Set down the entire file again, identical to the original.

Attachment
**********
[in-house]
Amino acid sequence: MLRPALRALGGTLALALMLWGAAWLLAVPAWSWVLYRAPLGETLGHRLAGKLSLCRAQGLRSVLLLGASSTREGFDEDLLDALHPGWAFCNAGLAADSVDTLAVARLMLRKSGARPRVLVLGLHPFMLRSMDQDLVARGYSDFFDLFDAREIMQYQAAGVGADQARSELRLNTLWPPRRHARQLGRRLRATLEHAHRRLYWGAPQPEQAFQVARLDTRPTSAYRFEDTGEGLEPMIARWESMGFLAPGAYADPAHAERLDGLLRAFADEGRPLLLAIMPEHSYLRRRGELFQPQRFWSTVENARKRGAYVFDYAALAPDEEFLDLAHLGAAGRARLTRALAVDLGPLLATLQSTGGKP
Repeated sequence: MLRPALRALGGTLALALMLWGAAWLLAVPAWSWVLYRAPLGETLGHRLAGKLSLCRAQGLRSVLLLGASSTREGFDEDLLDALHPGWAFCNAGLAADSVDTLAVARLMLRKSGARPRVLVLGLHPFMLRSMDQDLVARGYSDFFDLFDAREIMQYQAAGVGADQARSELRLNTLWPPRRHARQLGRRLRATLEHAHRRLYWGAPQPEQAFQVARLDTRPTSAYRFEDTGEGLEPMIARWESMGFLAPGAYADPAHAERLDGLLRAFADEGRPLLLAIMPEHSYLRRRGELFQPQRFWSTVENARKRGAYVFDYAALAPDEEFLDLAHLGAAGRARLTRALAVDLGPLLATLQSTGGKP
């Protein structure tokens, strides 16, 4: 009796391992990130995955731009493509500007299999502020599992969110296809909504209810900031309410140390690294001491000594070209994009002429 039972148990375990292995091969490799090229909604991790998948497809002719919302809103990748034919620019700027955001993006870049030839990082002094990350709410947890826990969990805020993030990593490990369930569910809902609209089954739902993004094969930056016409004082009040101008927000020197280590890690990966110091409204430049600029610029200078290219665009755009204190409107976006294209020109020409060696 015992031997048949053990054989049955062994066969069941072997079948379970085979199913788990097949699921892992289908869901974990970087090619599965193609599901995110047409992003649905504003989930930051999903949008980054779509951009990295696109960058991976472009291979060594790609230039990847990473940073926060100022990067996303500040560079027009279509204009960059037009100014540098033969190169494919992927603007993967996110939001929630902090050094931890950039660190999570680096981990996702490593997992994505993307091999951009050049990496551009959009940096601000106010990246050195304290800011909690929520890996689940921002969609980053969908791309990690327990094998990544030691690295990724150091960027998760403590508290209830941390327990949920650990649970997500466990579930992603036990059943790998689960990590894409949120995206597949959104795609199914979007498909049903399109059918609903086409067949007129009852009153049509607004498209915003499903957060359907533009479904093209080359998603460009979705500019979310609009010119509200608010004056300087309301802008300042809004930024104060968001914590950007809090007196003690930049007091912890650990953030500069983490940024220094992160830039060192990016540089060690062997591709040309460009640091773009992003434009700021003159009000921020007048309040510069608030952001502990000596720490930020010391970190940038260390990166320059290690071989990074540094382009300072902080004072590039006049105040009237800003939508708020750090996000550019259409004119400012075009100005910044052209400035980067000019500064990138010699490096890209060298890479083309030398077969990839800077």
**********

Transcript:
[in-house]
Amino acid sequence: MLRPALRALGGTLALALMLWGAAWLLAVPAWSWVLYRAPLGETLGHRLAGKLSLCRAQGLRSVLLLGASSTREGFDEDLLDALHPGWAFCNAGLAADSVDTLAVARLMLRKSGARPRVLVLGLHPFMLRSMDQDLVARGYSDFFDLFDAREIMQYQAAGVGADQARSELRLNTLWPPRRHARQLGRRLRATLEHAHRRLYWGAPQPEQAFQVARLDTRPTSAYRFEDTGEGLEPMIARWESMGFLAPGAYADPAHAERLDGLLRAFADEGRPLLLAIMPEHSYLRRRGELFQPQRFWSTVENARKRGAYVFDYAALAPDEEFLDLAHLGAAGRARLTRALAVDLGPLLATLQSTGGKP
Repeated sequence: MLRPALRALGGTLALALMLWGAAWLLAVPAWSWVLYRAPLGETLGHRLAGKLSLCRAQGLRSVLLLGASSTREGFDEDLLDALHPGWAFCNAGLAADSVDTLAVARLMLRKSGARPRVLVLGLHPFMLRSMDQDLVARGYSDFFDLFDAREIMQYQAAGVGADQARSELRLNTLWPPRRHARQLGRRLRATLEHAHRRLYWGAPQPEQAFQVARLDTRPTSAYRFEDTGEGLEPMIARWESMGFLAPGAYADPAHAERLDGLLRAFADEGRPLLLAIMPEHSYLRRRGELFQPQRFWSTVENARKRGAYVFDYAALAPDEEFLDLAHLGAAGRARLTRALAVDLGPLLATLQSTGGKP
């Protein structure tokens, strides 16, 4: 009796391992990130995955731009493509500007299999502020599992969110296809909504209810900031309410140390690294001491000594070209994009002429 039972148990375990292995091969490799090229909604991790998948497809002719919302809103990748034919620019700027955001993006870049030839990082002094990350709410947890826990969990805020993030990593490990369930569910809902609209089954739902993004094969930056016409004082009040101008927000020197280590890690990966110091409204430049600029610029200078290219665009755009204190409107976006294209020109020409060696 015992031997048949053990054989049955062994066969069941072997079948379970085979199913788990097949699921892992289908869901974990970087090619599965193609599901995110047409992003649905504003989930930051999903949008980054779509951009990295696109960058991976472009291979060594790609230039990847990473940073926060100022990067996303500040560079027009279509204009960059037009100014540098033969190169494919992927603007993967996110939001929630902090050094931890950039660190999570680096981990996702490593997992994505993307091999951009050049990496551009959009940096601000106010990246050195304290800011909690929520890996689940921002969609980053969908791309990690327990094998990544030691690295990724150091960027998760403590508290209830941390327990949920650990649970997500466990579930992603036990059943790998689960990590894409949120995206597949959104795609199914979007498909049903399109059918609903086409067949007129009852009153049509607004498209915003499903957060359907533009479904093209080359998603460009979705500019979310609009010119509200608010004056300087309301802008300042809004930024104060968001914590950007809090007196003690930049007091912890650990953030500069983490940024220094992160830039060192990016540089060690062997591709040309460009640091773009992003434009700021003159009000921020007048309040510069608030952001502990000596720490930020010391970190940038260390990166320059290690071989990074540094382009300072902080004072590039006049105040009237800003939508708020750090996000550019259409004119400012075009100005910044052209400035980067000019500064990138010699490096890209060298890479083309030398077969990839800077």